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DSM’s Flirt With Red Hot Mamas Cuts Investor Love for Plastics

Royal DSM NV’s expansion into higher-margin nutritional supplements including menopause remedies has some investors questioning the less profitable plastics, fibers and resins assets.

While demand is growing for i-cool menopause and i-flex joint supplements, sold in Walgreen Co. (WAG) drugstores, earnings from caprolactam used in nylon are being squeezed by benzene prices. Asset sales are bound to follow as the Dutch company moves away from its near 100-year chemical heritage, said SNS Asset Management’s Corne van Zeijl.

“DSM still has the legacy of some traditional chemicals,” said van Zeijl, who manages $1.3 billion including DSM stock. “We expect they’ll sell this business eventually and just focus on higher-margin vitamin and nutrition markets.”

The $1 billion purchase of baby-food ingredient maker Martek Biosciences Corp in 2010 brought the Heerlen, Netherlands-based company a step closer to the consumer. DSM, which stands for Dutch State Mines, has already sold fertilizer, melamine and citric acid units, while pumping $3.1 billion into nutrition deals. Exiting materials and chemicals altogether could boost shares to 50 euros a piece, according to ABN Amro analyst Mutlu Gundogan.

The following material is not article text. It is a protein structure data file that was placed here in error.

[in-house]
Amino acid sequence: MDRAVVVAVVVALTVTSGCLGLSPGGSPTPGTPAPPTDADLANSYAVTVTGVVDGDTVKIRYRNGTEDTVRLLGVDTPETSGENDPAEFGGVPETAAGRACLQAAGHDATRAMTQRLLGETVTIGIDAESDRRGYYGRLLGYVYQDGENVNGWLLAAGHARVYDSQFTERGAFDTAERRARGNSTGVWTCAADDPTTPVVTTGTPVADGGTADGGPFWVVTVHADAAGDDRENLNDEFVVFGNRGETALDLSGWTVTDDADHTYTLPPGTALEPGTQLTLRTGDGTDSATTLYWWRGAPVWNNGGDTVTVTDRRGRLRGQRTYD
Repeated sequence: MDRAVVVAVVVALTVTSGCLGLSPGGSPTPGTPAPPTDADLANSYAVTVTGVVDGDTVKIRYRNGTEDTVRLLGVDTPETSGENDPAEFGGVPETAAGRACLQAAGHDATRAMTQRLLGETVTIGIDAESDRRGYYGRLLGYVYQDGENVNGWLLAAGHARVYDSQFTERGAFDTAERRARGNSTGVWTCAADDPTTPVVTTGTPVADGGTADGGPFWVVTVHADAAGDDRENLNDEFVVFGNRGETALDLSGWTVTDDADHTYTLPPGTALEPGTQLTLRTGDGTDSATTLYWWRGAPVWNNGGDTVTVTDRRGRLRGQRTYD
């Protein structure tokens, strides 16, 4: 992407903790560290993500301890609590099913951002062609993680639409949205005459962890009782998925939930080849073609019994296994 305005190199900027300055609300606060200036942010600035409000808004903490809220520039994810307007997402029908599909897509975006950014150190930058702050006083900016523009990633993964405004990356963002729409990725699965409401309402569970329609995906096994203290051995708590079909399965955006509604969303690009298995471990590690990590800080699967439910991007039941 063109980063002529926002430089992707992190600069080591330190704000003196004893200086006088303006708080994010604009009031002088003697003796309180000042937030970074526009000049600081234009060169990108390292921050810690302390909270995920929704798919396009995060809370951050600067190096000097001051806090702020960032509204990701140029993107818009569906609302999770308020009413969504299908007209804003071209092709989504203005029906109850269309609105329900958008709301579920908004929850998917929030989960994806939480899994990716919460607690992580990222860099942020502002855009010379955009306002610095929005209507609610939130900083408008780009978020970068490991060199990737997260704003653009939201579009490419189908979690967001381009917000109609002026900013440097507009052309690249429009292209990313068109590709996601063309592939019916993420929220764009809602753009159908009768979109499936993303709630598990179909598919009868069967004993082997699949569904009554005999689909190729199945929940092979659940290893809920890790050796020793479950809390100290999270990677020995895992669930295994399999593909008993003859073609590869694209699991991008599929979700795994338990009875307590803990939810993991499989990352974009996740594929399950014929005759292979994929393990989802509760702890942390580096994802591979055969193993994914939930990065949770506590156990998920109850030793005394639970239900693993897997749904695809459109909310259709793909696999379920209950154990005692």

DSM has declined 1.4 percent in Amsterdam trading this year and closed at 45.17 euros yesterday, valuing the company at 8.6 billion euros ($11 billion). Over the past year, the stock has risen 2.4 percent, underperforming the 11 percent gain of the 17-member Bloomberg Europe Chemicals Index, which includes Germany’s BASF SE and Switzerland’s Clariant AG. (CLN)

Sharing Technology

DSM Chief Executive Officer Feike Sijbesma, who has been a member of the managing board since 2000 and became CEO in 2007, said last week that the company benefits from having different components.

“The advantages are in technology,” the CEO said. “We’re using biotechnology in the materials field and some of the materials we’re increasingly selling in life sciences. But I have to say, there are also some businesses in our portfolio that don’t have any synergies.”